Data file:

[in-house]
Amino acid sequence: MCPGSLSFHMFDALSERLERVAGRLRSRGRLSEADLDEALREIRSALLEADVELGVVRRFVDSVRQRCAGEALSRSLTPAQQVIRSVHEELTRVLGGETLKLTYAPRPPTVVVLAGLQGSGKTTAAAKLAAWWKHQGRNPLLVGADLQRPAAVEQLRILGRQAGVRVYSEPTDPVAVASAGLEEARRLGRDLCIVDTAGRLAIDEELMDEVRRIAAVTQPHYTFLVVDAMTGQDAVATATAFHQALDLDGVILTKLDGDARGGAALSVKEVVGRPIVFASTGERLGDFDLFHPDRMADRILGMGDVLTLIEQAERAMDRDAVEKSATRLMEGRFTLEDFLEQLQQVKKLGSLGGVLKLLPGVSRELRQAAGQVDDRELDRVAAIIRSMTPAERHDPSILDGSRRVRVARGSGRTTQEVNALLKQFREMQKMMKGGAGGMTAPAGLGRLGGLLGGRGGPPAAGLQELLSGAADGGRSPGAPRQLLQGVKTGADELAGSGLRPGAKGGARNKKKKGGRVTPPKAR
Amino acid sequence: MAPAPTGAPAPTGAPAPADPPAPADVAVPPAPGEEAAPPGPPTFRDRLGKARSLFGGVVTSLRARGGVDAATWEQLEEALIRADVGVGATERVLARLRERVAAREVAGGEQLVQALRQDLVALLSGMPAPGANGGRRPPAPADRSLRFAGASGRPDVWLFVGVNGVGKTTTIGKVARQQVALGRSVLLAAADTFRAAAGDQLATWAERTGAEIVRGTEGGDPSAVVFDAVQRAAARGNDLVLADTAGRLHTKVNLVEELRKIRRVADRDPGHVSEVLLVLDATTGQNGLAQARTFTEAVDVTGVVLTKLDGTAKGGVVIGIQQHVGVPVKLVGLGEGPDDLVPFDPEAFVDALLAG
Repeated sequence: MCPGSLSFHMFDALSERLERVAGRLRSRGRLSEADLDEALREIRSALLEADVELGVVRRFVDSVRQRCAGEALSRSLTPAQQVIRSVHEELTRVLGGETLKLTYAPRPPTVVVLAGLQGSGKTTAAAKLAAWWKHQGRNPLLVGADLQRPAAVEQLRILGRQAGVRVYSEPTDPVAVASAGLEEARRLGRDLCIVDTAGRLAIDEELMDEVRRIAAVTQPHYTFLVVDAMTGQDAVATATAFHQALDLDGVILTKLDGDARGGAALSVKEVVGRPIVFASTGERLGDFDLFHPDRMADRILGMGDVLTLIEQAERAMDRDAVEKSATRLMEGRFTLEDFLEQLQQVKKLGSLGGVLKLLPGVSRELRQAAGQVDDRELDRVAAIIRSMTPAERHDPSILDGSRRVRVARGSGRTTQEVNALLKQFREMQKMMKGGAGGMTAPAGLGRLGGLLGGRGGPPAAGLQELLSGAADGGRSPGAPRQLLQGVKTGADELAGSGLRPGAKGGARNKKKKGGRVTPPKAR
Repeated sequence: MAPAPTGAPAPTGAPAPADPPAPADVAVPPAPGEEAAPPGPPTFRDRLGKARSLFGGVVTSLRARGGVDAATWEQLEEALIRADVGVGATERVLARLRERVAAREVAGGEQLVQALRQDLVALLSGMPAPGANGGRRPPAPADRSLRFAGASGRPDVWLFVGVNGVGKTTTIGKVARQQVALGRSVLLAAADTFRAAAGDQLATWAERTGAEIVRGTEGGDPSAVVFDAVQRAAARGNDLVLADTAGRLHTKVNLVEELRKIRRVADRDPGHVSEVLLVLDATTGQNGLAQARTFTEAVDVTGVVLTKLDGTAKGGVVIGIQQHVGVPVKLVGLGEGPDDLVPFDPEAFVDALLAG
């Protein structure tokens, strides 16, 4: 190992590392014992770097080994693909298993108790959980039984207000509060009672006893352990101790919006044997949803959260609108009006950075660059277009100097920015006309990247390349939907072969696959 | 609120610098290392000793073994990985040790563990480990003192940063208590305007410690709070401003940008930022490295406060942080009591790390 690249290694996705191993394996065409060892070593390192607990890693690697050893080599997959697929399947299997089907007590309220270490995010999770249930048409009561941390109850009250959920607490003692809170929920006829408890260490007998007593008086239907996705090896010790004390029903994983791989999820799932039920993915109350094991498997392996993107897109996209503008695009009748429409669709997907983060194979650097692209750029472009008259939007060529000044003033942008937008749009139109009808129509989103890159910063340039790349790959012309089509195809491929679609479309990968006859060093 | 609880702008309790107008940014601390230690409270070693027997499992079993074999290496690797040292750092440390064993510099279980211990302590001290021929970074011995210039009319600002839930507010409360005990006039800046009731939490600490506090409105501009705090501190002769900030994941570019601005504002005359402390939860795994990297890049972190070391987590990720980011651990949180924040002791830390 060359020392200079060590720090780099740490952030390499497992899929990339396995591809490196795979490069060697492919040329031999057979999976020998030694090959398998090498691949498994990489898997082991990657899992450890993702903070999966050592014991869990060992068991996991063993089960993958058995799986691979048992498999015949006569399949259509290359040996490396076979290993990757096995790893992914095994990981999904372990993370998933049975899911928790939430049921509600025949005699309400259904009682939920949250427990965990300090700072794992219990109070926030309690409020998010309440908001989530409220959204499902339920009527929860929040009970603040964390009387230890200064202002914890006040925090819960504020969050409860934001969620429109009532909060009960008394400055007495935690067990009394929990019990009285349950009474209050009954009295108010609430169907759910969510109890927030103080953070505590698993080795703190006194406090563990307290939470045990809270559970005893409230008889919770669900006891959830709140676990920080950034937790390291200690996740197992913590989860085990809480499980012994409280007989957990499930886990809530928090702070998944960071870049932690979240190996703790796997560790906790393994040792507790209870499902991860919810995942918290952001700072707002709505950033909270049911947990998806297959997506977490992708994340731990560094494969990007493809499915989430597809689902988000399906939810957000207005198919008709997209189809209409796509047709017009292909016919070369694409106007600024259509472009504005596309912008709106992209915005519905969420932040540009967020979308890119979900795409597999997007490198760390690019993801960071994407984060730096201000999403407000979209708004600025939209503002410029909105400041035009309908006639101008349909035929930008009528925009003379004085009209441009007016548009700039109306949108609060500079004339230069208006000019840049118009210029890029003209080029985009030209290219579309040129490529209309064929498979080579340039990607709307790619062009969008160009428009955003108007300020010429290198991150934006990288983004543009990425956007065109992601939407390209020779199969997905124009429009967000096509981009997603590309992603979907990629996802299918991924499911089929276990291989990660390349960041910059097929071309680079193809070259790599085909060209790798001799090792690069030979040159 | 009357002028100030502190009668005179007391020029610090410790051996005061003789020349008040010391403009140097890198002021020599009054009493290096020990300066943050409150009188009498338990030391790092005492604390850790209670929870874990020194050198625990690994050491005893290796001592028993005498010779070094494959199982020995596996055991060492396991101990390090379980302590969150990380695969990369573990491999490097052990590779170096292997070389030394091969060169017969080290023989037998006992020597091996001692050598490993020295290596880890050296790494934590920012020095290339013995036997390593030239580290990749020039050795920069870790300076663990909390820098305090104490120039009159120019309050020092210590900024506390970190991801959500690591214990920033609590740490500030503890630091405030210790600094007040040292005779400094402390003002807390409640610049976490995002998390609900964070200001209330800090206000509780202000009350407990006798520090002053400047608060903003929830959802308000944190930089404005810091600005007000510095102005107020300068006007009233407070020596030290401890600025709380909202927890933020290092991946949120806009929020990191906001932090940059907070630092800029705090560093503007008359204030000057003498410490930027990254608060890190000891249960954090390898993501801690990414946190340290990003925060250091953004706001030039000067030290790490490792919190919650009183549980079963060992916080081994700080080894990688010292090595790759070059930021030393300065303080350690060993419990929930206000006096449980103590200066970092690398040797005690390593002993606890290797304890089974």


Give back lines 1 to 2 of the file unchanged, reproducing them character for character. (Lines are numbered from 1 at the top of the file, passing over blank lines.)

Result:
[in-house]
Amino acid sequence: MCPGSLSFHMFDALSERLERVAGRLRSRGRLSEADLDEALREIRSALLEADVELGVVRRFVDSVRQRCAGEALSRSLTPAQQVIRSVHEELTRVLGGETLKLTYAPRPPTVVVLAGLQGSGKTTAAAKLAAWWKHQGRNPLLVGADLQRPAAVEQLRILGRQAGVRVYSEPTDPVAVASAGLEEARRLGRDLCIVDTAGRLAIDEELMDEVRRIAAVTQPHYTFLVVDAMTGQDAVATATAFHQALDLDGVILTKLDGDARGGAALSVKEVVGRPIVFASTGERLGDFDLFHPDRMADRILGMGDVLTLIEQAERAMDRDAVEKSATRLMEGRFTLEDFLEQLQQVKKLGSLGGVLKLLPGVSRELRQAAGQVDDRELDRVAAIIRSMTPAERHDPSILDGSRRVRVARGSGRTTQEVNALLKQFREMQKMMKGGAGGMTAPAGLGRLGGLLGGRGGPPAAGLQELLSGAADGGRSPGAPRQLLQGVKTGADELAGSGLRPGAKGGARNKKKKGGRVTPPKAR